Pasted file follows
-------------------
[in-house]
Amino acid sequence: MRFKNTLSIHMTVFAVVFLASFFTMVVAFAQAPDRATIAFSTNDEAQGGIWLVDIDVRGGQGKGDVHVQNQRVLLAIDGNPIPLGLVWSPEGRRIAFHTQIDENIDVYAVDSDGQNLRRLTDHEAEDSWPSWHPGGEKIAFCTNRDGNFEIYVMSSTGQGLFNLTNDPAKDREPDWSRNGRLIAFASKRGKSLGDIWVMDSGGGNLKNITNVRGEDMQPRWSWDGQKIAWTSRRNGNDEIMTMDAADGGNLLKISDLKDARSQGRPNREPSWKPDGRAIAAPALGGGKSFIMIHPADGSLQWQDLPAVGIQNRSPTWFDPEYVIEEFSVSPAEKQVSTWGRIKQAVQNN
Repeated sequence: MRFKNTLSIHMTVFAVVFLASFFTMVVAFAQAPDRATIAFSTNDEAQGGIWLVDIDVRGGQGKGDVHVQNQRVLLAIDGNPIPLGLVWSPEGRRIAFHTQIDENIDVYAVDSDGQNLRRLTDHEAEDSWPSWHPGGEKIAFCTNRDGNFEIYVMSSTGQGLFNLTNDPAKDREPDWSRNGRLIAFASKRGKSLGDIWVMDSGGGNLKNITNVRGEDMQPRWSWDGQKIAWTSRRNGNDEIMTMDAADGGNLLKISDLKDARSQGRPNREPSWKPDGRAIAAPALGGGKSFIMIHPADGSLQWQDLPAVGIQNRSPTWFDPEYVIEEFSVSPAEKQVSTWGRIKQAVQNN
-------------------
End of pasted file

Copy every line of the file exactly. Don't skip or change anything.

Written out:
[in-house]
Amino acid sequence: MRFKNTLSIHMTVFAVVFLASFFTMVVAFAQAPDRATIAFSTNDEAQGGIWLVDIDVRGGQGKGDVHVQNQRVLLAIDGNPIPLGLVWSPEGRRIAFHTQIDENIDVYAVDSDGQNLRRLTDHEAEDSWPSWHPGGEKIAFCTNRDGNFEIYVMSSTGQGLFNLTNDPAKDREPDWSRNGRLIAFASKRGKSLGDIWVMDSGGGNLKNITNVRGEDMQPRWSWDGQKIAWTSRRNGNDEIMTMDAADGGNLLKISDLKDARSQGRPNREPSWKPDGRAIAAPALGGGKSFIMIHPADGSLQWQDLPAVGIQNRSPTWFDPEYVIEEFSVSPAEKQVSTWGRIKQAVQNN
Repeated sequence: MRFKNTLSIHMTVFAVVFLASFFTMVVAFAQAPDRATIAFSTNDEAQGGIWLVDIDVRGGQGKGDVHVQNQRVLLAIDGNPIPLGLVWSPEGRRIAFHTQIDENIDVYAVDSDGQNLRRLTDHEAEDSWPSWHPGGEKIAFCTNRDGNFEIYVMSSTGQGLFNLTNDPAKDREPDWSRNGRLIAFASKRGKSLGDIWVMDSGGGNLKNITNVRGEDMQPRWSWDGQKIAWTSRRNGNDEIMTMDAADGGNLLKISDLKDARSQGRPNREPSWKPDGRAIAAPALGGGKSFIMIHPADGSLQWQDLPAVGIQNRSPTWFDPEYVIEEFSVSPAEKQVSTWGRIKQAVQNN